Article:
‘Coastal resiliency’ to the rescue?
The push to rectify policies that allowed people to build close to shore is one component of “coastal resiliency,” a term that’s getting greater buzz as climate change exacerbates the Great Lakes’ natural tendency to batter the shores that surround them.
The idea, said Richard Norton, a professor of urban and regional planning at the University of Michigan’s Taubman College of Architecture and Urban Planning who trains local officials in coastal management, “is to better think through the long-term consequences of how these lakes move.”
Those conversations have taken on a new importance as scientists have learned more about how climate change could play out in the Great Lakes region. Many now believe Michigan will experience more intense storms that could worsen flooding and erosion and cause water levels to swing more dramatically.
Protecting homes and infrastructure by reinforcing the shoreline to prevent erosion or flooding may be a losing bet, experts say. Instead, local communities should be plotting their retreat from the shore.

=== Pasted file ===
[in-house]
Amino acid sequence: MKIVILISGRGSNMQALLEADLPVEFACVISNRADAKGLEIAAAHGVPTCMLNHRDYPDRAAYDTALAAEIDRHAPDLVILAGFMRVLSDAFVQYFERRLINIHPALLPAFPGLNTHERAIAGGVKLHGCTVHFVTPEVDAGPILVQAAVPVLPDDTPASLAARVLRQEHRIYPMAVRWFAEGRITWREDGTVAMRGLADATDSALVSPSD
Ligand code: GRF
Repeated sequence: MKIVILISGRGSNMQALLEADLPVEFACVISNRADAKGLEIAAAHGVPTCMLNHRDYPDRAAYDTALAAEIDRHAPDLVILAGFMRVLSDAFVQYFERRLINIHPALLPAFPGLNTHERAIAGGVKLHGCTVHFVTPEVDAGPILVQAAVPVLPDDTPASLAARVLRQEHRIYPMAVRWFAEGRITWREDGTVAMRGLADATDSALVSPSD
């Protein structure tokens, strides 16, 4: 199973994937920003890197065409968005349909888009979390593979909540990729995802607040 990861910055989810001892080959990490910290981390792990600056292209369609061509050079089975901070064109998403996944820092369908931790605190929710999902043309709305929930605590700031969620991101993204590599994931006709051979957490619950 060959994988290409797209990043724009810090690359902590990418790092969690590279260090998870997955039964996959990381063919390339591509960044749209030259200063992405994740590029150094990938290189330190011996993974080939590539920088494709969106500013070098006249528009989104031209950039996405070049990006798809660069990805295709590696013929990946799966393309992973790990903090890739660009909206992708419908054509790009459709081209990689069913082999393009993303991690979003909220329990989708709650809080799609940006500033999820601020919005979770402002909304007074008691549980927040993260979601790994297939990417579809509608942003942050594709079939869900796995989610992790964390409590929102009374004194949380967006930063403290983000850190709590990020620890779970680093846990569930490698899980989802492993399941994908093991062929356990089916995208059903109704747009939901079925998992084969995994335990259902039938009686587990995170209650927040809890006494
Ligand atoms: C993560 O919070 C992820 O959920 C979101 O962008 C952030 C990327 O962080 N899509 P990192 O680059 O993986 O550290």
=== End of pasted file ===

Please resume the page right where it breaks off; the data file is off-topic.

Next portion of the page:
“Mother Nature has reminded us where her new flood and erosion line is,” said Wuycheck, of the Michigan Coastal Management Program. “If you get flooded out, you know it’s going to come back. So let’s not build in certain areas.”
“How much risk do you want to take on?”
In Port Austin, Rousseaux said coastal residents have inherited the consequences of the area’s hands-off approach to shoreline development, which allows landowners to build “as close as they want to that high water mark.”
Some landowners demanded lower property taxes because part of their lawn has fallen into the lake.
So last year, Rousseaux and other local officials worked with LIAA to update master plans for Port Austin Township and the Village of Port Austin, with coastal resiliency in mind. Using federal grant money awarded through the Michigan Coastal Management Program, LIAA has helped more than a dozen coastal communities. Interest has spiked during the ongoing high water crisis, Vega said.
The goal isn’t to make planning decisions for communities, Vega said, but “to give them the option: How much risk do you want to take on?”
It’s a conversation coastal governments are now eager to have, said John LaMacchia, Assistant Director of State & Federal Affairs for the Michigan Municipal League.